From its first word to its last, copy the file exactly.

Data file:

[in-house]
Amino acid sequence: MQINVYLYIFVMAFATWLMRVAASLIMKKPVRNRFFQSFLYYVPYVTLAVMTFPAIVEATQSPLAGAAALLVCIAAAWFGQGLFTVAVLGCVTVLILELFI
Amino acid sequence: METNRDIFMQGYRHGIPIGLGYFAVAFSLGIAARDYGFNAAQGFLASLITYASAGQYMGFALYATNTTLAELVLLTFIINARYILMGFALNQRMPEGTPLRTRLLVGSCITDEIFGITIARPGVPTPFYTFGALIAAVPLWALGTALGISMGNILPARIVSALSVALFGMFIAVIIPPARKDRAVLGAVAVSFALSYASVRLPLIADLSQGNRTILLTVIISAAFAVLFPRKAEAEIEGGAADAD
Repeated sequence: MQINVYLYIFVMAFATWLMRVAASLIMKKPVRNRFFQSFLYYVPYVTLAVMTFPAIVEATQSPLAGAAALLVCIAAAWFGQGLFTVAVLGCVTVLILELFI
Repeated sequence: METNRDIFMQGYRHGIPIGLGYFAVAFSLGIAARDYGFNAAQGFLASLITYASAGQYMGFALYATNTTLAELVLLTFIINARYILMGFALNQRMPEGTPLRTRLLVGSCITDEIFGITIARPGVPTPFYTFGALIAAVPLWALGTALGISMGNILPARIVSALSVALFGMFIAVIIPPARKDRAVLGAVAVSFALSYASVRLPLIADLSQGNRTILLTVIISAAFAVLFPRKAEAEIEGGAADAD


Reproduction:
[in-house]
Amino acid sequence: MQINVYLYIFVMAFATWLMRVAASLIMKKPVRNRFFQSFLYYVPYVTLAVMTFPAIVEATQSPLAGAAALLVCIAAAWFGQGLFTVAVLGCVTVLILELFI
Amino acid sequence: METNRDIFMQGYRHGIPIGLGYFAVAFSLGIAARDYGFNAAQGFLASLITYASAGQYMGFALYATNTTLAELVLLTFIINARYILMGFALNQRMPEGTPLRTRLLVGSCITDEIFGITIARPGVPTPFYTFGALIAAVPLWALGTALGISMGNILPARIVSALSVALFGMFIAVIIPPARKDRAVLGAVAVSFALSYASVRLPLIADLSQGNRTILLTVIISAAFAVLFPRKAEAEIEGGAADAD
Repeated sequence: MQINVYLYIFVMAFATWLMRVAASLIMKKPVRNRFFQSFLYYVPYVTLAVMTFPAIVEATQSPLAGAAALLVCIAAAWFGQGLFTVAVLGCVTVLILELFI
Repeated sequence: METNRDIFMQGYRHGIPIGLGYFAVAFSLGIAARDYGFNAAQGFLASLITYASAGQYMGFALYATNTTLAELVLLTFIINARYILMGFALNQRMPEGTPLRTRLLVGSCITDEIFGITIARPGVPTPFYTFGALIAAVPLWALGTALGISMGNILPARIVSALSVALFGMFIAVIIPPARKDRAVLGAVAVSFALSYASVRLPLIADLSQGNRTILLTVIISAAFAVLFPRKAEAEIEGGAADAD